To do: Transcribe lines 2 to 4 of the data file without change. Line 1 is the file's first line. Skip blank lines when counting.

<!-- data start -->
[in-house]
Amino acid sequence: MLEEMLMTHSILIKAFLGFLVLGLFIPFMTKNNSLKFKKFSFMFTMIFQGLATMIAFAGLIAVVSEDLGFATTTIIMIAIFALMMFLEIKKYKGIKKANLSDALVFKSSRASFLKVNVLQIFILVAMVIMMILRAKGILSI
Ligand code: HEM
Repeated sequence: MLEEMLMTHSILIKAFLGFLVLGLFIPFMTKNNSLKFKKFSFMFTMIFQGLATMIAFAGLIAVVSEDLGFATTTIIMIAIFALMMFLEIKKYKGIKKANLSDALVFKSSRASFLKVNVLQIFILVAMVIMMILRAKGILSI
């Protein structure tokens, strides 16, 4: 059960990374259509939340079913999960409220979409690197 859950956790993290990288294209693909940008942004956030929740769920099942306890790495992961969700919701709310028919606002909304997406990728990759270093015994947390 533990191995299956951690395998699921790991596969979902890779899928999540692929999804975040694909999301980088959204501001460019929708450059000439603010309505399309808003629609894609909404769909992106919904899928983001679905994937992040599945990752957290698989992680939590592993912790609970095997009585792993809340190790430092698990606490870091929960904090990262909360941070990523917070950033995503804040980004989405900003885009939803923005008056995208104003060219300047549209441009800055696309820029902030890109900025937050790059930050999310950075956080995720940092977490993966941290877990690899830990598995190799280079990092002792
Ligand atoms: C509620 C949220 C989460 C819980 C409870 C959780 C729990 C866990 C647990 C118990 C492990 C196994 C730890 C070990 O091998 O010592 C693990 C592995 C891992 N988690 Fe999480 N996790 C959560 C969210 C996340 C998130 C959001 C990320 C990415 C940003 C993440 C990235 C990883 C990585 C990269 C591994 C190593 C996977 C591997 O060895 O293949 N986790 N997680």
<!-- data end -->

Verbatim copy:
Amino acid sequence: MLEEMLMTHSILIKAFLGFLVLGLFIPFMTKNNSLKFKKFSFMFTMIFQGLATMIAFAGLIAVVSEDLGFATTTIIMIAIFALMMFLEIKKYKGIKKANLSDALVFKSSRASFLKVNVLQIFILVAMVIMMILRAKGILSI
Ligand code: HEM
Repeated sequence: MLEEMLMTHSILIKAFLGFLVLGLFIPFMTKNNSLKFKKFSFMFTMIFQGLATMIAFAGLIAVVSEDLGFATTTIIMIAIFALMMFLEIKKYKGIKKANLSDALVFKSSRASFLKVNVLQIFILVAMVIMMILRAKGILSI